Mural week rife with voices
Speakers challenged students to commit to a united campus at Friday’s chapel, which ended the week-long “Picture This: Love, Justice and Jesus” chapel series focusing on the Jesus Mural and multicultural awareness.
Earlier chapels featured an interview with Kent Twitchell, the artist who painted the mural, a chapel dedicated to discussing the theological implications of the mural and an interactive chapel that included student testimonies.
Students and faculty took time to respond to the week by writing out their feelings Thursday evening. Friday’s chapel, which began with speakers’ concluding takes on the series, ended with student leaders reading their personal responses to the week’s chapels while copies of student responses written Thursday night showed on screens.
“My prayer is that we’d listen, that we’d join the discussion and recognize the passions of others,” said AS president-elect Lizzie Neely.
Anonymous responses included commitments to embracing others, legitimizing the feelings of minorities and trusting God’s direction.
Some responses were less positive.
“I’m glad that as a campus we could come together through diverse opinions and withstand the issues and deal with it,” freshman Jennifer Loeser said. “But I feel like the chapels weren’t direct enough.”
“I’d appreciate a more direct approach with clear arguments for why we should or shouldn’t keep the mural,” said freshman Audreana Dill.
Other students, like Randa Hinton, said they thought the mural had been taken out of proportion.
“I think some people have a warped view of the mural and some faculty do as well,” said Hinton. “People see that as their Jesus.... We’re kind of idolizing that mural.”
Hinton also said the mural’s inaccurate portrayal of Jesus frustrated her.
Sophomore Velena Jones, BSA president, said views about the mural are varied.
"I just want it to be known that all ethnic students on Biola's campus don't have the same view about the Jesus mural and they all don't feel oppressed by the Jesus mural," she said.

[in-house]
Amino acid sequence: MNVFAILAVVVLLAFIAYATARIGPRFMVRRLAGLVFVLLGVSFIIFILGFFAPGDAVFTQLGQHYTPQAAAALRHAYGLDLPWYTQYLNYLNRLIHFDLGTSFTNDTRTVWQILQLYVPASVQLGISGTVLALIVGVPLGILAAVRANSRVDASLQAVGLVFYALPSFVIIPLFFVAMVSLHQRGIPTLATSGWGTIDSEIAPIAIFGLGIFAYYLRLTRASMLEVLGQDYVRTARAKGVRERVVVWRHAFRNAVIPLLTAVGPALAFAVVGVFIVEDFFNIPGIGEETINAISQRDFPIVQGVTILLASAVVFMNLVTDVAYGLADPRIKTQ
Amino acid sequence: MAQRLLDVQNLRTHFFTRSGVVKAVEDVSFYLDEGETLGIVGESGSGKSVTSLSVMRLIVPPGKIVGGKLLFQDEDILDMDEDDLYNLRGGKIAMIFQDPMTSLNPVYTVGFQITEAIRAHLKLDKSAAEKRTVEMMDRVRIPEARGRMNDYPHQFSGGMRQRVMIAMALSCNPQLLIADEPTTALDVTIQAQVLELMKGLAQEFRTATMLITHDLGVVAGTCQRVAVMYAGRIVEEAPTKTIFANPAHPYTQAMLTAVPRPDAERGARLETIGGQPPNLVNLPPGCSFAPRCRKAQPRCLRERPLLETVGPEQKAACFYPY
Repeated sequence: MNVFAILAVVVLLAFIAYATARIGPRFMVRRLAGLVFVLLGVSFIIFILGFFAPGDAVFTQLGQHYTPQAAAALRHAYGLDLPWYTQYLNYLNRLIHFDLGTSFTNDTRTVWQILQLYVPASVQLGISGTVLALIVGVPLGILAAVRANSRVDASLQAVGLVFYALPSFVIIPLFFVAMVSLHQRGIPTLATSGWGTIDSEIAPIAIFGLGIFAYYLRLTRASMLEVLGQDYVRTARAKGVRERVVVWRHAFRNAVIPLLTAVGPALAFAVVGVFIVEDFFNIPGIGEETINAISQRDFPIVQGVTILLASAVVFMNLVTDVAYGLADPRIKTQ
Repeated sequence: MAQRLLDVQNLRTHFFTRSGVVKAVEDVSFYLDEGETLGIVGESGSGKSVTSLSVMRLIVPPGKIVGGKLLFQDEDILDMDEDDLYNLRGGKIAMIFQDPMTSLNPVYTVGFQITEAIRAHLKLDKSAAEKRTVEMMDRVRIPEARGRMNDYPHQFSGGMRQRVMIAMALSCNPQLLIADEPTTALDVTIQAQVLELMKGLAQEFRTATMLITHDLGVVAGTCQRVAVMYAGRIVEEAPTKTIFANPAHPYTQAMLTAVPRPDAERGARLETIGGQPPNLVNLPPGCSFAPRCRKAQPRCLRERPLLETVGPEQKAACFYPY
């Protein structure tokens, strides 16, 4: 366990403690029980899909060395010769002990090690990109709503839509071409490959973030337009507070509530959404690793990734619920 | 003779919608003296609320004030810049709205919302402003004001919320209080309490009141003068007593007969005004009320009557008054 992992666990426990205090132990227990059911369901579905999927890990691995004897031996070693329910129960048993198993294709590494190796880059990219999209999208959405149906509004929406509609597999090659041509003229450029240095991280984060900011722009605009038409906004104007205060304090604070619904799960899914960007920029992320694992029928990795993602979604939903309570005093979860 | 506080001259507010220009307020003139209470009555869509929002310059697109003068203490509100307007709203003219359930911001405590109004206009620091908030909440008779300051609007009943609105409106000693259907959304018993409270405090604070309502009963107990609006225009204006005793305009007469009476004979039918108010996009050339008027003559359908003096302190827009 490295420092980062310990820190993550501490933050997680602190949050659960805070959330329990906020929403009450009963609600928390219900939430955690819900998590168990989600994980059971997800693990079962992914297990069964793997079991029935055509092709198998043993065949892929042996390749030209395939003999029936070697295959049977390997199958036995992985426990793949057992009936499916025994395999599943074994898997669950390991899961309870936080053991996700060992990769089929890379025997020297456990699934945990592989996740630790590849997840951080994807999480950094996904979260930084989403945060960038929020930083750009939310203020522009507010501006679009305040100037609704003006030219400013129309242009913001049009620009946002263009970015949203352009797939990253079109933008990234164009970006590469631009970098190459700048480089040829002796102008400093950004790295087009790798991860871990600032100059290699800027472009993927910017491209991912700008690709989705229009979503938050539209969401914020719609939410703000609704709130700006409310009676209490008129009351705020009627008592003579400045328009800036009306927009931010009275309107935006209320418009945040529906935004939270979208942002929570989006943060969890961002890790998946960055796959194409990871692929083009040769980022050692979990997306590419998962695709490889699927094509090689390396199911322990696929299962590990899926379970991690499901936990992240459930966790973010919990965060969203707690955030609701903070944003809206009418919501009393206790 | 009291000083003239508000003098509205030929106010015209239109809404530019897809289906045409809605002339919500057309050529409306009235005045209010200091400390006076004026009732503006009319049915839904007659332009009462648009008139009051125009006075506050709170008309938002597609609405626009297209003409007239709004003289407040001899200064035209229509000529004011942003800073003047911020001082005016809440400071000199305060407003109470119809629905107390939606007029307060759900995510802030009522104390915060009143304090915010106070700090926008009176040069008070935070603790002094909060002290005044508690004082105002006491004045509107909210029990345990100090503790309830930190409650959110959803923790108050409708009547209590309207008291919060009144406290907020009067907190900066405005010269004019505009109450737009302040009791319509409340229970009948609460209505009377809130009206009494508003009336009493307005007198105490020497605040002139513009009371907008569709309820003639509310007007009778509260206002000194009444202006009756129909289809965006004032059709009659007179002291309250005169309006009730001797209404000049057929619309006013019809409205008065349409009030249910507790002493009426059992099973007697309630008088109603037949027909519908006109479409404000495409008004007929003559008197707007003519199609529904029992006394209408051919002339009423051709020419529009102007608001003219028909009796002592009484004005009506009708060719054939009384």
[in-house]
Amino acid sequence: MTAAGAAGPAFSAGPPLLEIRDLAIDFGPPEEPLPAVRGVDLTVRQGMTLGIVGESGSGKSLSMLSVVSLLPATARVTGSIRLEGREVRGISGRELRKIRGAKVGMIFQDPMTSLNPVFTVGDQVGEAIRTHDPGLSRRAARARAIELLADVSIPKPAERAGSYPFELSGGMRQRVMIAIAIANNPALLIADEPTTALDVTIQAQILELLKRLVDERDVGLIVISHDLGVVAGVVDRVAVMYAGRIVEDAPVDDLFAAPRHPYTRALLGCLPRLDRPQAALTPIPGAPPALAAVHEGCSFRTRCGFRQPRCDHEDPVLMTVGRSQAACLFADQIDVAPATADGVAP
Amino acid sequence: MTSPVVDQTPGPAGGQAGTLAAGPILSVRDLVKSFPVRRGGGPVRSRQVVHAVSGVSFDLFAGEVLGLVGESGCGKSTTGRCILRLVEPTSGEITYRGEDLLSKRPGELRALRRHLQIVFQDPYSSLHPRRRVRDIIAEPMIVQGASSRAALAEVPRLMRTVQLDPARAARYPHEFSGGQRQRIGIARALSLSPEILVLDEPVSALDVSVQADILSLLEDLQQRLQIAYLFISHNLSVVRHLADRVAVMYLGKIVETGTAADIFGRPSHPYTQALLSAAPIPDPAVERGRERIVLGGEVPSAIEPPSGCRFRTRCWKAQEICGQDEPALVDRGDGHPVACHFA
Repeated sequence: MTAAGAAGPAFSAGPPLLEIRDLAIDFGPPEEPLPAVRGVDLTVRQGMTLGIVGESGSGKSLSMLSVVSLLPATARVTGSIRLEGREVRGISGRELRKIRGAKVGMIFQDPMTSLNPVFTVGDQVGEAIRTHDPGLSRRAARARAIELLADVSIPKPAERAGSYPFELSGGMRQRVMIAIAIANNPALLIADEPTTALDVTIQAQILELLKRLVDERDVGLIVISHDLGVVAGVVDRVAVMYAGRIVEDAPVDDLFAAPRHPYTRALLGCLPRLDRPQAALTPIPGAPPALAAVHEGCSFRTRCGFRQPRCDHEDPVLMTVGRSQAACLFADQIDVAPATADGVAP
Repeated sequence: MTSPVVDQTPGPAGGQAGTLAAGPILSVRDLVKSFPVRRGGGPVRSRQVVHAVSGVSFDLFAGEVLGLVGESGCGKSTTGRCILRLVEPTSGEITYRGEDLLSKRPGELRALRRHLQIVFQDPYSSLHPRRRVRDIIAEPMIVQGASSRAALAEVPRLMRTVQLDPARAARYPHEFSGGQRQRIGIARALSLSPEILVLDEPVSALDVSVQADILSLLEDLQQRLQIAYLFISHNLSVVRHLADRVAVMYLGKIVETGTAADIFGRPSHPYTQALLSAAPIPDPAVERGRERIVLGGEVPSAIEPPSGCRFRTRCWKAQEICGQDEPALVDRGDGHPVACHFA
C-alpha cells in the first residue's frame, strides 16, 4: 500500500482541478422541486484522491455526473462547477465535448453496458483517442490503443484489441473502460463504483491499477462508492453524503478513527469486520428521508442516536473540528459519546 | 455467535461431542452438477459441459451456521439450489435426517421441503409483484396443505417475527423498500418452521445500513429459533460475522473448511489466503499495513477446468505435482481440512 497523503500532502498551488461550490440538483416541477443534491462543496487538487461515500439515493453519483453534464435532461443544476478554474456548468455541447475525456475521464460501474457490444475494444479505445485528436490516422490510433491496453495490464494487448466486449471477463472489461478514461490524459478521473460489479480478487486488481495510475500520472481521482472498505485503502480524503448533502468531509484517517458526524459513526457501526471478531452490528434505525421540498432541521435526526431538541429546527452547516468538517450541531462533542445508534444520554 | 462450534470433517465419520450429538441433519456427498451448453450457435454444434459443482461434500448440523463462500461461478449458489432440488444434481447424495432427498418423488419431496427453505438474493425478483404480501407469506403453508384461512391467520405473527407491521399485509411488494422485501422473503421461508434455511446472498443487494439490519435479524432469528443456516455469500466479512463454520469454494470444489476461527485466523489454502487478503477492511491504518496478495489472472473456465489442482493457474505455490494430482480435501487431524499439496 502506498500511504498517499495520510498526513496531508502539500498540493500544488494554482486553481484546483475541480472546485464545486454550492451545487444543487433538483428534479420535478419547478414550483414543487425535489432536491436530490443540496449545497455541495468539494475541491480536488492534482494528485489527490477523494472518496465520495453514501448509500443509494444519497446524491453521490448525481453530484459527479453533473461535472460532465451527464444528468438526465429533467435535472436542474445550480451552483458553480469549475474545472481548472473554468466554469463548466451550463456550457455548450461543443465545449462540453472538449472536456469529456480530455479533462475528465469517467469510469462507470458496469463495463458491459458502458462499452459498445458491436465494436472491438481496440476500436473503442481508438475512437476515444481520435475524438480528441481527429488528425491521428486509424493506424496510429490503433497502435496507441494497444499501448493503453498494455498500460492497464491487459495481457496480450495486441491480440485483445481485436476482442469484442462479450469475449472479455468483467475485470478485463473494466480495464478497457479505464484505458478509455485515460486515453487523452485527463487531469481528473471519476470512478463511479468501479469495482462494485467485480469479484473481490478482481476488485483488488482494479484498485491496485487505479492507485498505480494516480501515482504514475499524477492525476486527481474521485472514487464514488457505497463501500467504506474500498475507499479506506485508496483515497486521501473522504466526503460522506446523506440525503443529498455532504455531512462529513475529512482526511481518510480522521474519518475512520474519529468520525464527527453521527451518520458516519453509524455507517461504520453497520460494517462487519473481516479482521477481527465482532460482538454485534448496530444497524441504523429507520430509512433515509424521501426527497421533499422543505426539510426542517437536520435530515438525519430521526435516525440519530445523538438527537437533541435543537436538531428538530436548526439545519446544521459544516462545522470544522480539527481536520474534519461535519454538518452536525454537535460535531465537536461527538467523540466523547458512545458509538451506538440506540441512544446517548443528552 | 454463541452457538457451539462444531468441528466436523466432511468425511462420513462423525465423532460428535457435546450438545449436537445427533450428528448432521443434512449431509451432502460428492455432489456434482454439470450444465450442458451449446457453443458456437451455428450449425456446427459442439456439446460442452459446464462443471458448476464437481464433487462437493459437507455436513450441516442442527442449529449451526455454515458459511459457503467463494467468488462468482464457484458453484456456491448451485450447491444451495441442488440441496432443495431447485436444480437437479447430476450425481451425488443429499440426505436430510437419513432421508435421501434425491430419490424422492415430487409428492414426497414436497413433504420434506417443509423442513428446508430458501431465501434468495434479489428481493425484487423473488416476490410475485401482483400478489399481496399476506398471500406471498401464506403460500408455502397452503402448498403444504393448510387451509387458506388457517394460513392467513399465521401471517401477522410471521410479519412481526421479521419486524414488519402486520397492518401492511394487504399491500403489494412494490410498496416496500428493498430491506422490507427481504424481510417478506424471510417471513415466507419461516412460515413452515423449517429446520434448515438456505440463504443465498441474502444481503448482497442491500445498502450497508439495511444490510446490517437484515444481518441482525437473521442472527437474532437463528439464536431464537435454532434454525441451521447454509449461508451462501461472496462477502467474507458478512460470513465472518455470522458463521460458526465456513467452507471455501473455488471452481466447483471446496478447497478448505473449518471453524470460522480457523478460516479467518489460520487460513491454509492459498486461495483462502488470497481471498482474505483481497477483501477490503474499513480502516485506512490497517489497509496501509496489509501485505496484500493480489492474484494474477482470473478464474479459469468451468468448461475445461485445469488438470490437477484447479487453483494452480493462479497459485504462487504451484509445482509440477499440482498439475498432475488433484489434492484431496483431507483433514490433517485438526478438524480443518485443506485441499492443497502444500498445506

Concerns about the mural have existed since Twitchell painted the mural in 1989. A group of students led conversations about the mural during Black History Month in 1993, and discussion has continued since then with 2008 and 2009 student and faculty forums. Critics have suggested the removal of the mural, some have suggested the skin tone be retouched to reflect a more accurate portrait of Jesus’ ethnicity and supporters claim the mural reflects the campus faith and should remain untouched. Others have suggested the entire building be torn down and replaced with a new science building.
In facing the future of the mural, students should consider the mural’s historical significance, said Jamie Campbell, a Biola alumna, professor and missionary, at Friday’s chapel. Campbell compared the Jesus Mural to a leftover meal that can still nourish, or an old mirror that a person would respect but not want to put in his room. Some students may not feel connected to the Jesus Mural, but it’s a part of Biola’s history.
Larger issues surround the mural debate, however. Kitty Purgason, associate professor of applied linguistics, said that many students, even those from different “cultures” within the United States, go through periods of feeling isolated and marginalized.
“Whenever we feel that we don’t belong, it’s easier to find things that highlight our feeling of not belonging,” said Pergason.
Brad Chisterson, who spoke at Friday’s chapel, called students to take leadership and bring cultures together.
“There’s a diverse body, but not a diverse leadership,” said Chisterson, who teaches sociology at Biola.
“We have the opportunity to make it work better, to look at the whole,” said Dan Callis, art professor.
Pete Menjares, who moderated Wednesday and Friday’s discussions, said President Corey hopes to make a final decision regarding the Jesus Mural’s fate in the upcoming months.
At the April 15 Town Hall meeting, Corey said his main concerns and hopes for the “Picture This” series revolved around the importance of listening and caring, or engaging in what someone else thinks. He hoped the series would honor Christ and serve as a model for future discussions, although he said he does not expect the Jesus Mural issue will necessitate another chapel series next semester.
Corey said he considered the “Picture This” series a part of a process.
“It’s unhealthy to make a decision without discussion,” Corey said. “This is just one model of having this kind of conversation that’s going to transcend other conversations.”